It is inevitable that when students return, they will notice that some relationships with friends and family will have changed. Just as they have altered some of their ideas and attitudes while abroad, the people at home are likely to have experienced some changes. These changes may be positive or negative, but expecting that no change will have occurred is unrealistic. The best preparation is flexibility, openness, minimal preconceptions, and tempered optimism.

6. People See the "Wrong" Changes

Sometimes people may concentrate on small alterations in returned students’ behavior or ideas and seem threatened or upset by these changes. Others may ascribe any “bad” traits to the influence of their time abroad. These incidents may be motivated by jealousy, fear, or feelings of superiority or inferiority. To avoid or minimize such reactions, it is necessary for returned students to monitor themselves and be aware of the reactions of those around them, especially in the first few weeks following their return. Normally, this phase passes quickly if students do nothing to confirm others’ stereotypes.

7. People Misunderstand

A few people will misinterpret students’ words or actions in such a way that communication is difficult. For example, what students may have come to think of as humor (particularly sarcasm, banter, etc.) and ways to show affection or establish conversation may not be seen as wit, but aggression or “showing off.”  Offers of help in the kitchen can be seen as criticism of food preparation, new clothing styles may be seen as provocative or inappropriate, references to their host country or use of a foreign language as boasting. Students should be aware of how they may look to others and how their behavior is likely to be interpreted.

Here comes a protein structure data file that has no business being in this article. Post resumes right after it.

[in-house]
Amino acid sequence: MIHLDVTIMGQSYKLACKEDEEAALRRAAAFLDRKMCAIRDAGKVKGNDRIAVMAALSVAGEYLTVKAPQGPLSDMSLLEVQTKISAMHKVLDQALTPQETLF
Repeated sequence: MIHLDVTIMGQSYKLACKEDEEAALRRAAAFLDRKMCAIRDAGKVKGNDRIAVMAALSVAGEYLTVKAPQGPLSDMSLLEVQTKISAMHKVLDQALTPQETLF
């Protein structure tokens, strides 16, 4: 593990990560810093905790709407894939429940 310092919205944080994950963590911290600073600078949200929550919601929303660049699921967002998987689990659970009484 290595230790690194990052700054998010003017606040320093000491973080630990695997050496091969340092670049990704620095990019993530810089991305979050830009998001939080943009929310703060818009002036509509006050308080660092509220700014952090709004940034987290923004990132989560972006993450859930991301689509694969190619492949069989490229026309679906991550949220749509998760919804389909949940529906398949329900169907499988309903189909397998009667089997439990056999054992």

8. Feelings of Alienation/Critical Eyes

Sometimes the reality of being back "home" is not as natural or enjoyable as the place the students had constructed as their mental image. When real daily life is less enjoyable or more demanding than they had remembered, it is natural to feel some alienation, see faults in the society they never noticed before, or even become quite critical of everyone and everything for a time. This is no different than when they first left home. Mental comparisons are fine, but students should keep these observations to themselves until they regain a balanced cultural perspective.